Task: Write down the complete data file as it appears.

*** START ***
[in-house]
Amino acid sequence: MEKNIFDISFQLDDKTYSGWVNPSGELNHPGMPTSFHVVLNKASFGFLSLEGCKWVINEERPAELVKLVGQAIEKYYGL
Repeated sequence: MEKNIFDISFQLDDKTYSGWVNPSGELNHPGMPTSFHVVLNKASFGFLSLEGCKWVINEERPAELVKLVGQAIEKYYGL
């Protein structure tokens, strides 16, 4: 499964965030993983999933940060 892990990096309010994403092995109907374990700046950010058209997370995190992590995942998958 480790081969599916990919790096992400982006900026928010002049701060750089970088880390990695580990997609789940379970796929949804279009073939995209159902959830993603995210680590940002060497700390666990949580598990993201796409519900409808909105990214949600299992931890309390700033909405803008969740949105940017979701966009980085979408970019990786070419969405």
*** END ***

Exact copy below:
[in-house]
Amino acid sequence: MEKNIFDISFQLDDKTYSGWVNPSGELNHPGMPTSFHVVLNKASFGFLSLEGCKWVINEERPAELVKLVGQAIEKYYGL
Repeated sequence: MEKNIFDISFQLDDKTYSGWVNPSGELNHPGMPTSFHVVLNKASFGFLSLEGCKWVINEERPAELVKLVGQAIEKYYGL
């Protein structure tokens, strides 16, 4: 499964965030993983999933940060 892990990096309010994403092995109907374990700046950010058209997370995190992590995942998958 480790081969599916990919790096992400982006900026928010002049701060750089970088880390990695580990997609789940379970796929949804279009073939995209159902959830993603995210680590940002060497700390666990949580598990993201796409519900409808909105990214949600299992931890309390700033909405803008969740949105940017979701966009980085979408970019990786070419969405």